This challenges businesses and consumers. Cocoa, for example, is grown on more than 600,000 small farms in the Ivory Coast, a country that produces about half of the good’s world supply. Yet only a small fraction of those farms use slaves. Young men, normally from poor neighboring countries like Mali, come to the Ivory Coast looking for work. In remote rural areas some are tricked and enslaved by unscrupulous labor brokers and farmers. But in the West African cocoa supply chain, European and North American companies are not allowed to buy directly from the farmers. Instead, the supply filters through a series of middlemen and shippers before reaching the coast for export. The profits from slave labor are taken at the farm gate and not passed on to middlemen or processors. The global market sets the cocoa price, and farmers get the same proportion of that price whether they use slaves or not. Given the tiny fraction of farmers using slaves, their lowered labor cost doesn’t pull down the market price; it just increases their profits. For that reason, boycotts of products like cocoa can actually make things worse by hurting the majority of farmers who do not use slaves.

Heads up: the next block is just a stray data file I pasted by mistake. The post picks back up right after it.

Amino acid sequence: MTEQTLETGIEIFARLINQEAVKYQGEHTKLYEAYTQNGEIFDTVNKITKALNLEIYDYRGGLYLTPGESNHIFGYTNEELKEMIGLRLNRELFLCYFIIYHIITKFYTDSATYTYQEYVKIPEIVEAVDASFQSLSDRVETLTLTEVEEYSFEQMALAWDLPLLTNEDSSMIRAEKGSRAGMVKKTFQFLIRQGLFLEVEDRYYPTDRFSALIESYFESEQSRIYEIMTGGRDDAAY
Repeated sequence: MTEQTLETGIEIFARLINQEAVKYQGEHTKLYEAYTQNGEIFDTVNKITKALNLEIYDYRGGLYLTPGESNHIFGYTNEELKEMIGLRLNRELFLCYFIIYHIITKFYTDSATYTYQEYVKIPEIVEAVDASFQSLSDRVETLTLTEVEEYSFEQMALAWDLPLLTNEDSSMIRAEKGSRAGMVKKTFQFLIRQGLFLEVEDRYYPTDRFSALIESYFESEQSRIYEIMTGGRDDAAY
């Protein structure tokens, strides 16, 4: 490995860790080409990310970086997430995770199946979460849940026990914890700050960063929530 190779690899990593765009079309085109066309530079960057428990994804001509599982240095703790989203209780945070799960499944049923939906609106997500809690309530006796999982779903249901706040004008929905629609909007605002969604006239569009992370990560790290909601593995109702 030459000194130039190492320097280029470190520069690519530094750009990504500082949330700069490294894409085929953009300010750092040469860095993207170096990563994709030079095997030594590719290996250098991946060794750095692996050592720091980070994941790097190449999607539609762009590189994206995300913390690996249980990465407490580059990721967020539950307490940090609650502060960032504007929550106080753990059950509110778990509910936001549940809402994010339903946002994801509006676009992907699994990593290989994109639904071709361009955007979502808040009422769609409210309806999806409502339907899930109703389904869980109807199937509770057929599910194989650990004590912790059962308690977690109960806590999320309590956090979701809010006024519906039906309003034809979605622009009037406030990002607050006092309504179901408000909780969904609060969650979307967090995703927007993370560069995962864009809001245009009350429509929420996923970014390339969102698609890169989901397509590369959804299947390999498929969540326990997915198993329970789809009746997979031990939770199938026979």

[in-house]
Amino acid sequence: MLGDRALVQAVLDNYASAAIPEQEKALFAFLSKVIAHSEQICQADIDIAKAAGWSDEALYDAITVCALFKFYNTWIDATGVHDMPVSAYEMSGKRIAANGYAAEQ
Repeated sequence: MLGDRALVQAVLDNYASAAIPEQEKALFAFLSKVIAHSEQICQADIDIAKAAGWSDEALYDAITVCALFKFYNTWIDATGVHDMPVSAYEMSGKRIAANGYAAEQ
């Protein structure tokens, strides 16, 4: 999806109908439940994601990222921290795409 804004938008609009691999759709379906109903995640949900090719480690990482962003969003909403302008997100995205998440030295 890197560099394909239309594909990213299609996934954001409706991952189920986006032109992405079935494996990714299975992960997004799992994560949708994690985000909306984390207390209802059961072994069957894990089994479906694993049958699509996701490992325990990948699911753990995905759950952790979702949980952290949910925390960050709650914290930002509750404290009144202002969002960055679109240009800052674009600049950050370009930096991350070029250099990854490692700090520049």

In South Asia especially, hereditary debt bondage slavery is common. Loans are made to families suffering financial crisis (a crop failure, for example) and since the family has no other assets, they pledge themselves and all their future work as collateral until the loan is repaid. Since the moneylender now controls the family and owns all of their productive labor, it is impossible for them to accumulate assets needed to repay the debt. Trapped, the debt is passed from one generation to the next; up to 10 million people are thought to be held in what is known as hereditary collateral debt bondage slavery in India, Pakistan, and Nepal. A variant of this mechanism of enslavement ensnared Ibrahim, his uncle, and thousands of others in the illegal gold mines in Ghana.
Opposing the spread of bondage today is an emerging anti-slavery movement. This campaign confronts challenges both similar and very different to those faced at the origins of abolition in 1787. In that year, twelve men met above a printing and bookshop in London. The group planned to bring down an empire’s legal slave trade, equivalent in global reach and capital to the automobile industry of today. Aligned against them were the most powerful forces of the Empire. The Church of England, for example, owned one of the largest slaveholding plantations in Barbados. That the abolitionists succeeded in their mission in a mere twenty years is almost unbelievable, especially given that their victory cost the British economy large sums extending over decades. The victory of March 1807, ending the slave trade in the Empire was the first of many more: the ending of legal slavery in 1833; the campaigns leading to the abolition of slavery in the Americas by 1888; and the international Congo Antislavery Campaign at the beginning of the 20th century.